As ESG-related litigation has developed, one definitive trend has been the emergence of litigation involving allegations of “greenwashing” – that is, claims alleging that companies overstated their ESG credentials in order to win business, attract customers, or score virtue points. To date, the greenwashing claims have emerged primarily in the U.S. and Europe. Now, Australia is getting into the act, as the Australian Securities and Investments Commission (ASIC) has brought and won its first greenwashing civil penalty action. As discussed below, the action involved claims that Vanguard’s Australian affiliate made misleading statements about its ESG-sorting processes for one of its index funds.Continue Reading Australian Regulator Wins First Greenwashing Enforcement Action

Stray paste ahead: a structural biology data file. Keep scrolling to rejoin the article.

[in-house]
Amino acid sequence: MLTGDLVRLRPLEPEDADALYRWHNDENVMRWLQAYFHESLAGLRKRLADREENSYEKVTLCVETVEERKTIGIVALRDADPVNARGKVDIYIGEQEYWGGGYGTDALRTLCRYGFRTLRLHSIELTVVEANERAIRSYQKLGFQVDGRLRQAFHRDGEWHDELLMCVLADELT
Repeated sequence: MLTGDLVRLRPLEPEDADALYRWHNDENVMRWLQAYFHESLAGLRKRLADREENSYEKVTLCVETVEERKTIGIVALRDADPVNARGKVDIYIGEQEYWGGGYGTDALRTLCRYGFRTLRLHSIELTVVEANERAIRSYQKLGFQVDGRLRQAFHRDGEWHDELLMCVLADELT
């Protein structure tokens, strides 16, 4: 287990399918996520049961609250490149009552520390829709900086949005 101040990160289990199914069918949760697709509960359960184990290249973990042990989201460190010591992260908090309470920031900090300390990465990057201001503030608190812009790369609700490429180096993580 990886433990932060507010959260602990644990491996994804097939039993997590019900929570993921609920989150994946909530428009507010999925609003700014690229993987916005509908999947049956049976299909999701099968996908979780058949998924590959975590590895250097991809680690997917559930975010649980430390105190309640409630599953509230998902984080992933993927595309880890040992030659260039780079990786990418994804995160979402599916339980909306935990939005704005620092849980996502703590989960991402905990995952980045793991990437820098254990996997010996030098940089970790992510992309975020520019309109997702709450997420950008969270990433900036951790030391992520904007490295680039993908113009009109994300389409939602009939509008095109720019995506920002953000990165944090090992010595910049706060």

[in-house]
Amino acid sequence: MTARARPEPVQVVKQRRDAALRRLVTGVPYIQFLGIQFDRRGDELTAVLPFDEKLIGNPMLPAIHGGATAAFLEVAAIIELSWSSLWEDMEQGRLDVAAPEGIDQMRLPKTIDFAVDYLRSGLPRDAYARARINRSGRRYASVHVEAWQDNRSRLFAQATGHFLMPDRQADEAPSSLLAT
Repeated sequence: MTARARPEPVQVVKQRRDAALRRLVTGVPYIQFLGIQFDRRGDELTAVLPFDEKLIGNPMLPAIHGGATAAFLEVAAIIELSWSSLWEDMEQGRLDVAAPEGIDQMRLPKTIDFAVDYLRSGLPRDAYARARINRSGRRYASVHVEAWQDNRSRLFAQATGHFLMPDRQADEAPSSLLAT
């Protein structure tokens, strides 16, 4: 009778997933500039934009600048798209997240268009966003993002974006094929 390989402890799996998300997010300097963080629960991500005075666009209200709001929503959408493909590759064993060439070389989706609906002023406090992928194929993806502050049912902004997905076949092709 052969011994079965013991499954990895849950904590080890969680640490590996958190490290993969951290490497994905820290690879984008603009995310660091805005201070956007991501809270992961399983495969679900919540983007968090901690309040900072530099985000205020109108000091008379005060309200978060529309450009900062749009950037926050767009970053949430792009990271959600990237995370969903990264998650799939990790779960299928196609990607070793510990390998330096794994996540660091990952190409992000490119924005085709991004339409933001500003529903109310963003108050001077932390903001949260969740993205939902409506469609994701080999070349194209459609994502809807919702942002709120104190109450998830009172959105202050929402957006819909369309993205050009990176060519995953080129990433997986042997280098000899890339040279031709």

I have noted in prior posts on this site the phenomenon of ESG backlash, which has not only taken the form of legislative and other overtly pollical action, but has also taken the form of litigation as well. Though the ESG backlash lawsuits generally have not fared well in the courts, one of these suits recently survived a motion to dismiss.

In a February 21, 2024, ruling, the Northern District of Texas denied the motion to dismiss in a lawsuit filed by an American Airlines pilot alleging that the airline and its employee benefits committee violated their fiduciary duties under ERISA to the company’s 401(k) plan participants in connection with selection and retention of funds whose managers allegedly pursue non-economic ESG objectives rather than maximizing plan participants’ financial benefits. As discussed below, the ruling underscores just how fraught the ESG-related litigation picture has become. A copy of the court’s ruling can be found here.Continue Reading ESG Backlash ERISA Lawsuit Survives Dismissal Motion